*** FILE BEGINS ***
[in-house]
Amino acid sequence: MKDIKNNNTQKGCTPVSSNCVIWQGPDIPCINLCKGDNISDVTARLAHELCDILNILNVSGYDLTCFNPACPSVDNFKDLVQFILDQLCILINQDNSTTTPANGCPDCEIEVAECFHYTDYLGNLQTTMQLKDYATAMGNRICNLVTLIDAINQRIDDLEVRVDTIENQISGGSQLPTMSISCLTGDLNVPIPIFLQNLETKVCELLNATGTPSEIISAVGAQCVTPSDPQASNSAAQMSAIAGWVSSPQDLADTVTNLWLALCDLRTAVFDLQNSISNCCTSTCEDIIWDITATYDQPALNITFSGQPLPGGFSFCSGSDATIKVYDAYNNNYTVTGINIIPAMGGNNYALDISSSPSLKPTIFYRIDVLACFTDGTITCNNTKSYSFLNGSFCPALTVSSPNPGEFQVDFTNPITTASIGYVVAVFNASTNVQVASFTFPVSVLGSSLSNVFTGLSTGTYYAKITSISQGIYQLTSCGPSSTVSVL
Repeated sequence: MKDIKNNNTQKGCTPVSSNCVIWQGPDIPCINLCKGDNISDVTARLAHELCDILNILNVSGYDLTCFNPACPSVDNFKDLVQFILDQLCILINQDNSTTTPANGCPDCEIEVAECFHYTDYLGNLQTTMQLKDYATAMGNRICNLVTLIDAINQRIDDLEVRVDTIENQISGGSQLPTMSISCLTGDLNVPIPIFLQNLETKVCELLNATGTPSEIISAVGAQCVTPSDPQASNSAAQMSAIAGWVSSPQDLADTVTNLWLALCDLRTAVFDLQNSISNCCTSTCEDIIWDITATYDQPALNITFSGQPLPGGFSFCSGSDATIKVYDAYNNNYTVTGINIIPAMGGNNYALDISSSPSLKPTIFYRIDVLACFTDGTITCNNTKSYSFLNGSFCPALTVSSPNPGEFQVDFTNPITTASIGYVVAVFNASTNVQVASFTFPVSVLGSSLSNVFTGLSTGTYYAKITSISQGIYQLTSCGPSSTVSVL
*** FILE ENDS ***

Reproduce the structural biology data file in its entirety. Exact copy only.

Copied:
[in-house]
Amino acid sequence: MKDIKNNNTQKGCTPVSSNCVIWQGPDIPCINLCKGDNISDVTARLAHELCDILNILNVSGYDLTCFNPACPSVDNFKDLVQFILDQLCILINQDNSTTTPANGCPDCEIEVAECFHYTDYLGNLQTTMQLKDYATAMGNRICNLVTLIDAINQRIDDLEVRVDTIENQISGGSQLPTMSISCLTGDLNVPIPIFLQNLETKVCELLNATGTPSEIISAVGAQCVTPSDPQASNSAAQMSAIAGWVSSPQDLADTVTNLWLALCDLRTAVFDLQNSISNCCTSTCEDIIWDITATYDQPALNITFSGQPLPGGFSFCSGSDATIKVYDAYNNNYTVTGINIIPAMGGNNYALDISSSPSLKPTIFYRIDVLACFTDGTITCNNTKSYSFLNGSFCPALTVSSPNPGEFQVDFTNPITTASIGYVVAVFNASTNVQVASFTFPVSVLGSSLSNVFTGLSTGTYYAKITSISQGIYQLTSCGPSSTVSVL
Repeated sequence: MKDIKNNNTQKGCTPVSSNCVIWQGPDIPCINLCKGDNISDVTARLAHELCDILNILNVSGYDLTCFNPACPSVDNFKDLVQFILDQLCILINQDNSTTTPANGCPDCEIEVAECFHYTDYLGNLQTTMQLKDYATAMGNRICNLVTLIDAINQRIDDLEVRVDTIENQISGGSQLPTMSISCLTGDLNVPIPIFLQNLETKVCELLNATGTPSEIISAVGAQCVTPSDPQASNSAAQMSAIAGWVSSPQDLADTVTNLWLALCDLRTAVFDLQNSISNCCTSTCEDIIWDITATYDQPALNITFSGQPLPGGFSFCSGSDATIKVYDAYNNNYTVTGINIIPAMGGNNYALDISSSPSLKPTIFYRIDVLACFTDGTITCNNTKSYSFLNGSFCPALTVSSPNPGEFQVDFTNPITTASIGYVVAVFNASTNVQVASFTFPVSVLGSSLSNVFTGLSTGTYYAKITSISQGIYQLTSCGPSSTVSVL